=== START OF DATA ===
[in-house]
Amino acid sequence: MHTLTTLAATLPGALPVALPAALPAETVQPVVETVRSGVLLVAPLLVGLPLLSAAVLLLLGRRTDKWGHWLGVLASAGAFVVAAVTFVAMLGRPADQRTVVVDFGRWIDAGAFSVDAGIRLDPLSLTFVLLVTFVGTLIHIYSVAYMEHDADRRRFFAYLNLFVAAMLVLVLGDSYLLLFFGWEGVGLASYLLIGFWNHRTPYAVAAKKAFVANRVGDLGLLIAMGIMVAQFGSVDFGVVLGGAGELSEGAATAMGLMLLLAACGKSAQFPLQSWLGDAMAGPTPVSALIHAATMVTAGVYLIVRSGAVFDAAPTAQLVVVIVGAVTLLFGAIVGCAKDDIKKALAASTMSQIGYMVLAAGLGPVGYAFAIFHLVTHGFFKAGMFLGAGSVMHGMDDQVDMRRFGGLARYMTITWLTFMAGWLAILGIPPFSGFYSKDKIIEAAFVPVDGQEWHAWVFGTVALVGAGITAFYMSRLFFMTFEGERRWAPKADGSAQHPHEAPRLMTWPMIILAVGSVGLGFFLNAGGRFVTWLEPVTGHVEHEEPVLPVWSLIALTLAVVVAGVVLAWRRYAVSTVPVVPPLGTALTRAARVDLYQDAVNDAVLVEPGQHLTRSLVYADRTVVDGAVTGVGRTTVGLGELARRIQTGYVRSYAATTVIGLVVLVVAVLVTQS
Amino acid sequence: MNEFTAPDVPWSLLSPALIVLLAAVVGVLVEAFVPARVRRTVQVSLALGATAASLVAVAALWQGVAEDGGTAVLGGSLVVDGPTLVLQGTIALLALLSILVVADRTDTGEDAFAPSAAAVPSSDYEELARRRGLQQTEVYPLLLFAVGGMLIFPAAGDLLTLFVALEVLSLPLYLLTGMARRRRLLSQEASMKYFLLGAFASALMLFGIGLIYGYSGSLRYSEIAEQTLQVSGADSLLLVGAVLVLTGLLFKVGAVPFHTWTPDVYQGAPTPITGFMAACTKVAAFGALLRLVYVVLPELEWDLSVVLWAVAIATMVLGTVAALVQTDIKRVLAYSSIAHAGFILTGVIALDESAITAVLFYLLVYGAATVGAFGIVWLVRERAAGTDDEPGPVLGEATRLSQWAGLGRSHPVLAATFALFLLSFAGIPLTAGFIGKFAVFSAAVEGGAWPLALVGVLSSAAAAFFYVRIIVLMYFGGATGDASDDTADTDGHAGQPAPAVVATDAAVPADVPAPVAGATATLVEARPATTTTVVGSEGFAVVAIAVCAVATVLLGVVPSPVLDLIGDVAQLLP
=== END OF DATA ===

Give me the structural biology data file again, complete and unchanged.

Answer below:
[in-house]
Amino acid sequence: MHTLTTLAATLPGALPVALPAALPAETVQPVVETVRSGVLLVAPLLVGLPLLSAAVLLLLGRRTDKWGHWLGVLASAGAFVVAAVTFVAMLGRPADQRTVVVDFGRWIDAGAFSVDAGIRLDPLSLTFVLLVTFVGTLIHIYSVAYMEHDADRRRFFAYLNLFVAAMLVLVLGDSYLLLFFGWEGVGLASYLLIGFWNHRTPYAVAAKKAFVANRVGDLGLLIAMGIMVAQFGSVDFGVVLGGAGELSEGAATAMGLMLLLAACGKSAQFPLQSWLGDAMAGPTPVSALIHAATMVTAGVYLIVRSGAVFDAAPTAQLVVVIVGAVTLLFGAIVGCAKDDIKKALAASTMSQIGYMVLAAGLGPVGYAFAIFHLVTHGFFKAGMFLGAGSVMHGMDDQVDMRRFGGLARYMTITWLTFMAGWLAILGIPPFSGFYSKDKIIEAAFVPVDGQEWHAWVFGTVALVGAGITAFYMSRLFFMTFEGERRWAPKADGSAQHPHEAPRLMTWPMIILAVGSVGLGFFLNAGGRFVTWLEPVTGHVEHEEPVLPVWSLIALTLAVVVAGVVLAWRRYAVSTVPVVPPLGTALTRAARVDLYQDAVNDAVLVEPGQHLTRSLVYADRTVVDGAVTGVGRTTVGLGELARRIQTGYVRSYAATTVIGLVVLVVAVLVTQS
Amino acid sequence: MNEFTAPDVPWSLLSPALIVLLAAVVGVLVEAFVPARVRRTVQVSLALGATAASLVAVAALWQGVAEDGGTAVLGGSLVVDGPTLVLQGTIALLALLSILVVADRTDTGEDAFAPSAAAVPSSDYEELARRRGLQQTEVYPLLLFAVGGMLIFPAAGDLLTLFVALEVLSLPLYLLTGMARRRRLLSQEASMKYFLLGAFASALMLFGIGLIYGYSGSLRYSEIAEQTLQVSGADSLLLVGAVLVLTGLLFKVGAVPFHTWTPDVYQGAPTPITGFMAACTKVAAFGALLRLVYVVLPELEWDLSVVLWAVAIATMVLGTVAALVQTDIKRVLAYSSIAHAGFILTGVIALDESAITAVLFYLLVYGAATVGAFGIVWLVRERAAGTDDEPGPVLGEATRLSQWAGLGRSHPVLAATFALFLLSFAGIPLTAGFIGKFAVFSAAVEGGAWPLALVGVLSSAAAAFFYVRIIVLMYFGGATGDASDDTADTDGHAGQPAPAVVATDAAVPADVPAPVAGATATLVEARPATTTTVVGSEGFAVVAIAVCAVATVLLGVVPSPVLDLIGDVAQLLP